A few weeks back I DVR’d a documentary on CNBC titled Enron: The Smartest Guys in the Room. The whole Enron scandal being a rather distant memory at this point, I thought it would at least offer some light entertainment. Turns out, when I watched it tonight, I found it more than entertaining; it was highly revelatory.

I don’t have enough authority of knowledge in these matters to make a strong, well-supported-with-charts-and-graphs case for the purpose of this blog. But I’ll just throw out my point: I’m very concerned our great country is one big, Enron. I’d like to think I’m wrong. I’d like to think we’re past our speed bumps and blue skies await. I pray for our prosperity and a return to our senses. But there are just so darn many red flags, I can’t reason otherwise.

Summed up, the Enron scandal was a case of smoke and mirrors. There was a grandiose appearance of wealth and prosperity, but hidden far beneath layers of accounting fraud, conspiracy among the elite, and marketing/PR propaganda was a business drowning in red ink. They had some amazing, creative, industry-changing ideas (none of which I really understood), but most of them didn’t end up actually being profitable. They worked in theory, but not in reality.

Year after year, Enron came up with new layers of smoke and new pieces of glass to cover their losses. They had to come up with next big thing to keep Wall St. happy with imaginary earnings. The hoax worked for a good, long while. As long as their stock price kept climbing, they were golden.

But the C-Suite leaders couldn’t sustain the illusion indefinitely. They were eventually exposed by a keen hedge-fund manager who dared to “Ask ‘Why?’” (Enron’s corporate mantra) of the company: “Why can’t you produce a balance sheet like all the other Fortune 500 companies?” The reason, of course, is because the real balance sheet would reveal quarterly losses rather than profits. And once Wall St. caught wind of the illusion and Enron’s stock started taking hits, the wheels started coming off.

Enron leadership, though, would have its employees and shareholders believe everything was fine—that they were “as strong as ever.” “Don’t sell our stock. Don’t reallocate your retirement. We’re coming back.” Of course, the sad truth is that they didn’t. And they damaged thousands of lives as a result.

Smoke and Mirrors

Beneath the smoke and mirrors of our country’s propaganda machines—the mainstream media, our government agencies, and our own delusional thinking that everything will just work itself out because it simply has to—is some serious, serious red ink. I understand that our economy is infinitely more complex than a single corporation, no matter how large. And it’s only a portion of our global economy. But to think this house of cards—even if it’s glued together by incredibly diverse industry—can endure much more is madness. The continual shaking of world crises (wars, natural disasters, financial crises, domestic and international political unrest, etc.) and the sheer weight of our debt and budget deficits are poised to topple us or crush us.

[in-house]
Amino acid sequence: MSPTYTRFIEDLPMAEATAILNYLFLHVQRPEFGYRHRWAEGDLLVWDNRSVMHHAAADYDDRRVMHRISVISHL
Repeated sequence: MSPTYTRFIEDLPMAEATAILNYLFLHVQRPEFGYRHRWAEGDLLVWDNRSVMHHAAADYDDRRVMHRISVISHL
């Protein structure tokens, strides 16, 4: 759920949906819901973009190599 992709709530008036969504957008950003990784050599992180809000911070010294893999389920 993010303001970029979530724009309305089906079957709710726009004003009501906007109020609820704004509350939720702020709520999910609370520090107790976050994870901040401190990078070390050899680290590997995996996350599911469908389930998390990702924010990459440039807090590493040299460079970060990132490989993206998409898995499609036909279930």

As long as the general public is kept fairly ignorant of the stark reality of our situation, the hoax may very well continue on for a time. People love hearing “Peace and Safety!” (1 Thes. 5:3) and that drum will be beaten all the louder. Sheer public will might keep things afloat for a while. But there’s also a groundswell of truth and reality emerging. People are manning up to the situation and readying themselves to see things as they are and make hard choices. And as that happens, I wouldn’t be surprised to witness and big, fat, Enron-like Pop! that will be the end of life-as-we’ve-wanted-it-to-be.

Sorry to be a voice of gloom and doom this fine, Memorial Day weekend. Let me wrap up by saying that things “getting bad” is a very relative idea, for it implies that things have been good. Don’t get me wrong—in many ways, things have been good. We’ve prospered. We’ve enjoyed relative peace. We’ve lived decent lives. But we’re also seeing appalling moral decline. Our freedoms are being pried away. The wealth and power of our country is being hoarded by fewer and fewer people—most of them with unrighteous motives. The church is drowsy, if not asleep.

So, the end of life-as-we’ve-wanted-it-to-be isn’t inherently bad. It will likely be hard, but it doesn’t have to be bad. I don’t think that it’s God best that we go through hard times in order to get our priorities straight. But it’s something He’s willing to see us through because He knows it’s better that we lose the whole world than to forfeit our souls (Matt. 16:26).


But personally, I’m full of hope of better days. God is on the move and He’s raising up righteous leaders who are going to champion the causes of the King in our post-American dream culture. People are going to dream of storing up treasure in heaven rather than constructing white-picket fences.

Wherever there’s massive transition, there’s massive opportunity. (As our president’s chief of staff Rahm Emanuel says, “You never want a serious crisis to go to waste!”) But rather than using a time of crisis to jam through a pride-filled, secular humanistic solution to our problems, the bride of Christ, full of the power of the Holy Spirit, will rise up and exhibit the kingdom of God in ways never before witnessed by the world.

For even as “darkness covers the earth, and deep darkness the people; the Lord will arise over [us], and His glory will be seen upon [us]. The Gentiles shall come to [our] light and kings to the brightness of [our] rising” (Is. 60:2-3)!

We will know Him in a whole new way. And we will make Him known.

By Joel Maust

Joel Maust is a marketer, blogger and photographer living in the beautiful Flathead Valley of northwest Montana.

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